I also interviewed Rusty Nails about his documentary Dead On: The Life and Cinema of George. A. Romero which was an eye opening look into the perils of low budget filmmaking and Olly Blackburn, the director of Donkey Punch, which is very much a cause celebre in the UK at present. I also attended some screenings tied in with the premiere of Not Quite Hollywood including Turkey Shoot introduced by director Brian Trenchard Smith and producer Anthony. I. Ginnane and Long Weekend with appearances by writer Everett De Roche and executive producer Richard Brennan. The afore mentioned also appeared on the Focus on Ozploitation Panel along with stuntman Grant Page and Stone producer David Hannay. Threnchard-Smith and Ginnane in particular were marvellously entertaining company reminiscing on the making of their exploitation classics while passing judgement on modern day Australian cinema…. ‘Ten Empty, more like Ten Empty cinemas!”
On a similar theme I advise all of you horror fans to head to http://www.frightfest.co.uk/ to check out my ‘Dave Down Under’ blog and also to see the incredible line up of films that Messeurs Jones, Rattray and McEvoy have lined up for this years Frightfest Festival taking place at the Odeon West End over the August Bank Holiday weekend. Tickets are on sale now but be quick, they get snapped up fast. Great to see the festival is showing the world premiere of Doug Turner and Stacey Edmonds I Know How Many Runs You Scored Last Summer which I have championed on this site. As always, Sydney is just too far away from London!
Wednesday, July 23, 2008
Not Quite Hollywood is the opening film of the Melbounre International Film Festival and I’ll be heading down for the opening weekend to catch screenings of Long Weekend and Turkey Shoot, attend the Aussie Exploitation seminar featuring many of the names mentioned above and interview Australian stuntman extraordinaire Grant Page who made many of these action packed thrillers look so good. The Australian Centre for the Moving Image will be screening a slew of Ozploitation classics throughout the festival so for the brave among you, check out http://www.melbournefilmfestival.com.au/
Wednesday, July 16, 2008
Friday, July 04, 2008
Michael Haneke’s shot for shot remake of his own Funny Games was a brilliant piece of audience manipulation that frequently broke the fourth wall, often cruelly taking away the viewers few moments of joy. Naomi Watt’s gave an amazing performance as the beleaguered victim of a very strange home invasion. Tim Roth also made a welcome return to the big screen as her husband but unfortunately spent most of the film with a broken leg. The brilliance of the film was that no explanation is given for the horrendous events that occur; much like real life people’s lives are shattered and destroyed, often at the whim of someone they don’t know. The film divided the audience and created the most verbose response of the festival.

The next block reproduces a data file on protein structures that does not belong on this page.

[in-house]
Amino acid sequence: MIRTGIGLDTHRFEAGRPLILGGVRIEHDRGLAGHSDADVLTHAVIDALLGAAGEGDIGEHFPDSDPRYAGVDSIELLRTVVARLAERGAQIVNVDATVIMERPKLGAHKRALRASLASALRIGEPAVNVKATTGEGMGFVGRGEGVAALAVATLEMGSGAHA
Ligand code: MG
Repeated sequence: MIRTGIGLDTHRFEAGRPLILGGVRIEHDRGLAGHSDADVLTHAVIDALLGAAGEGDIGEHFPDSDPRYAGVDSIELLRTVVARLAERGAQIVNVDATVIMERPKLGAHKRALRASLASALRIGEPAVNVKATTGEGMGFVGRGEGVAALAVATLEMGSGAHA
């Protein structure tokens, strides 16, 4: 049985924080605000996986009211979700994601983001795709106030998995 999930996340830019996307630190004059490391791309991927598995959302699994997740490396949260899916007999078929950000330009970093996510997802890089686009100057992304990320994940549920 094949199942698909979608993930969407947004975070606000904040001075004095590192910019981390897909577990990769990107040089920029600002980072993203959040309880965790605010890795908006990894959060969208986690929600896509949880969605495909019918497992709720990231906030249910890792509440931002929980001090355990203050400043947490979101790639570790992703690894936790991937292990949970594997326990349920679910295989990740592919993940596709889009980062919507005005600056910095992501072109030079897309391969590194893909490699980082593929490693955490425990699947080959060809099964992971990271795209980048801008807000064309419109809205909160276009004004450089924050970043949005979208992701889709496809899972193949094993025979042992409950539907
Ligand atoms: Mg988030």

Somers Town; Shane Meadow’s low key follow up to his fantastic This is England was a hugely enjoyable glimpse into the friendship of a young midlands lad and a Polish immigrant. Shot in black and white, once again This is England star Thomas Turgoose enters Meadow’s world as the loner hitting the streets of London and the director brings his customary gritty realism to a surprisingly good natured and entertaining diversion.
American Teen took the template of John Hughes The Breakfast Club and recreated a heart warming and life affirming documentary about the trials and tribulations of being a teen in America. They were all there; the jock, the prom queen, the geek, the rebel and the basket case. The really interesting thing about the documentary is the footage they managed to get, often catching the teens at their most vulnerable. Hilarious, uplifting and moving, one of the feel good hits of the festival.
Brian DePalma’s Redacted has come in for a lot of criticism since it began the festival trail. Returning to the themes visited in the director’s previous excursion into the darker side of war Casualties of War; Redacted takes a very modern approach to tell its story using footage from video cameras, news reels, even Arabic You Tube. Based on true stories, he film is just as much a condemnation of the media as a look at the horrific depths that the armies of young men will go in the face of war. It’s unfortunate that DePalma’s vision is hindered by the often amateur performances but even these do add a certain resonance to some scenes, recommended with reservations. In a similar vein was the new Errol Morris documentary Standard Operating Procedure which looked at the stories behind the infamous photographs taken by American troops at Saddam Hussein’s notorious Abu Ghraib prison.
A definite surprise highlight was the Icelandic murder mystery Jar City directed by Baltasar Kormáku. Never taking the easy path, the beautifully shot film is a gripping examination of how a murder touches everyone, no matter how slight the persons connection to the departed. Excellent performances from the entire cast firmly ground this gritty thriller that is as shocking for the Icelandic diet as it is for its twist plot. The closing film was the Oscar nominated animated feature Persepolis which was a beautifully crafted adaptation of Iranian born Marjane Satrapi’s graphic novel featuring the voices of Catherine Deneuve and Iggy Pop.